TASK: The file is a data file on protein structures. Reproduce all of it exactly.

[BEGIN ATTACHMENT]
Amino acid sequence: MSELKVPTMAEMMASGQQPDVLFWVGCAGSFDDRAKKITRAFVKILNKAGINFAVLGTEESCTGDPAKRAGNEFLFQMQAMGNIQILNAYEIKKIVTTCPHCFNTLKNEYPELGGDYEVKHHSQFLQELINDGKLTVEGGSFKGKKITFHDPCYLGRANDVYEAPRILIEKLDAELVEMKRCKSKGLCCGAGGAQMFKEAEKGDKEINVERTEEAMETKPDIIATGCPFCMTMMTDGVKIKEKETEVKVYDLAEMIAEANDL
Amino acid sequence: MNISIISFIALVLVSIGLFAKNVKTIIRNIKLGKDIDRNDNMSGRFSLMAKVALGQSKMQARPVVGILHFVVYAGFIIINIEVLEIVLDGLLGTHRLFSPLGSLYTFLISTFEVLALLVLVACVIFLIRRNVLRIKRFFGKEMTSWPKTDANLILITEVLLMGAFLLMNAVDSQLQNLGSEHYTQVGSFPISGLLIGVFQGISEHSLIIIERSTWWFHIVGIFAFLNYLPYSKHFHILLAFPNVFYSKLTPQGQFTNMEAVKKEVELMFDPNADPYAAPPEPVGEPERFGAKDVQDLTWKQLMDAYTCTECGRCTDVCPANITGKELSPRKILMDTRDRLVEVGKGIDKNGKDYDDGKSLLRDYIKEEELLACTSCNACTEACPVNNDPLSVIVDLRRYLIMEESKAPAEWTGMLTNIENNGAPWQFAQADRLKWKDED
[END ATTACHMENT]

Amino acid sequence: MSELKVPTMAEMMASGQQPDVLFWVGCAGSFDDRAKKITRAFVKILNKAGINFAVLGTEESCTGDPAKRAGNEFLFQMQAMGNIQILNAYEIKKIVTTCPHCFNTLKNEYPELGGDYEVKHHSQFLQELINDGKLTVEGGSFKGKKITFHDPCYLGRANDVYEAPRILIEKLDAELVEMKRCKSKGLCCGAGGAQMFKEAEKGDKEINVERTEEAMETKPDIIATGCPFCMTMMTDGVKIKEKETEVKVYDLAEMIAEANDL
Amino acid sequence: MNISIISFIALVLVSIGLFAKNVKTIIRNIKLGKDIDRNDNMSGRFSLMAKVALGQSKMQARPVVGILHFVVYAGFIIINIEVLEIVLDGLLGTHRLFSPLGSLYTFLISTFEVLALLVLVACVIFLIRRNVLRIKRFFGKEMTSWPKTDANLILITEVLLMGAFLLMNAVDSQLQNLGSEHYTQVGSFPISGLLIGVFQGISEHSLIIIERSTWWFHIVGIFAFLNYLPYSKHFHILLAFPNVFYSKLTPQGQFTNMEAVKKEVELMFDPNADPYAAPPEPVGEPERFGAKDVQDLTWKQLMDAYTCTECGRCTDVCPANITGKELSPRKILMDTRDRLVEVGKGIDKNGKDYDDGKSLLRDYIKEEELLACTSCNACTEACPVNNDPLSVIVDLRRYLIMEESKAPAEWTGMLTNIENNGAPWQFAQADRLKWKDED